I especially feel sorry for babies when their mothers and fathers put them in poly or poly-blend onesies or sleepers and cover them with poly or poly-blend blankets because of a stupid "flame retardant" tag.  When it burns, polyester melts onto the skin, sticks there, and rips skin off..., and the fumes from polyester (and certain couch/chair stuffing) is toxic to breathe.  Under ideal conditions of survivability, cotton burns away and doesn't leave the heavy-duty scars that a polyester burn does (if the person burned survives the toxic polyester fumes).  Of all clothing, the littlest beings should never, ever wear polyester or poly-blends.

    :o) Good use of snark, but let's not forget the reality of polyester:  it's an oil-based product, so using or wearing polyester just makes oil corporations richer (and it's not good for our general health)....

    I'm sick of attempts to steer this nation from principles evolved in The Age of Reason to hallucinations derived from illiterate herdsmen. ~ Crashing Vor

    by NonnyO on Sat Mar 30, 2013 at 11:18:23 AM PDT

    •  Purity troll! (6+ / 0-)

      ;-)

      It's the Supreme Court, stupid!

      by Radiowalla on Sat Mar 30, 2013 at 11:49:32 AM PDT

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      •  ;-) Guilty! (5+ / 0-)

        All due apologies.  I just can't stand the idea of little voiceless babies and children having to endure polyester next to their sensitive skin, and smelly and toxic fabrics such as carpeting (another toxic petroleum product and the adhesives produce carcinogenic and toxic fumes that are respiratory irritants).  Makes me want to cry (yes, for real).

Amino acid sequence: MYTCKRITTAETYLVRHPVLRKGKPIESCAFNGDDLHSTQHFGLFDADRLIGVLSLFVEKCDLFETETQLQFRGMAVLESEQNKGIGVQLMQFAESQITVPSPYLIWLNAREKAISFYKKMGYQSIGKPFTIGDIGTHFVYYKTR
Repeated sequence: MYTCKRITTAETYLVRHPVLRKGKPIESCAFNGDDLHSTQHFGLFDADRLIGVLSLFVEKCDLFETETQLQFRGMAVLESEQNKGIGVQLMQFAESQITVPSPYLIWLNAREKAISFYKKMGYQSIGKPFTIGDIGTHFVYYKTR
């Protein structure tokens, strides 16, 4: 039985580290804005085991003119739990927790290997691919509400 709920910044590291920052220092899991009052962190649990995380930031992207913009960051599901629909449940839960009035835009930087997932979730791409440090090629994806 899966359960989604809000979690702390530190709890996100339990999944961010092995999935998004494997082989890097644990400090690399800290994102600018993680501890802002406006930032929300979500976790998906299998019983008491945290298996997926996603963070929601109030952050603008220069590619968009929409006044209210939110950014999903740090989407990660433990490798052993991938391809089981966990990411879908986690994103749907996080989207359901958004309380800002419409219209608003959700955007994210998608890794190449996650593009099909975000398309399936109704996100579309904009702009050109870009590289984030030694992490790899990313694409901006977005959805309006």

I get the joke about mixed fabrics and appreciate it tremendously..., but I'm also old and forever empathetic to the voiceless little ones.

        I'm sick of attempts to steer this nation from principles evolved in The Age of Reason to hallucinations derived from illiterate herdsmen. ~ Crashing Vor

        by NonnyO on Sat Mar 30, 2013 at 12:46:58 PM PDT

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    •  Silk-cotton? (7+ / 0-)

      That does it. Off to hell with you.

      Srsly, polyester does "suffocate" you, and it makes you sweat. I spent 30 years in the textile industry, and I know this. I'm not allergic, but I avoid all poly next to my skin. Bedclothes are also all-cotton - that's one of the places where you find poly/cotton most often.

      "The only thing we have to fear is fear itself."........ "The test of our progress is not whether we add more to the abundance of those who have much; it is whether we provide enough for those who have too little." (yeah, same guy.)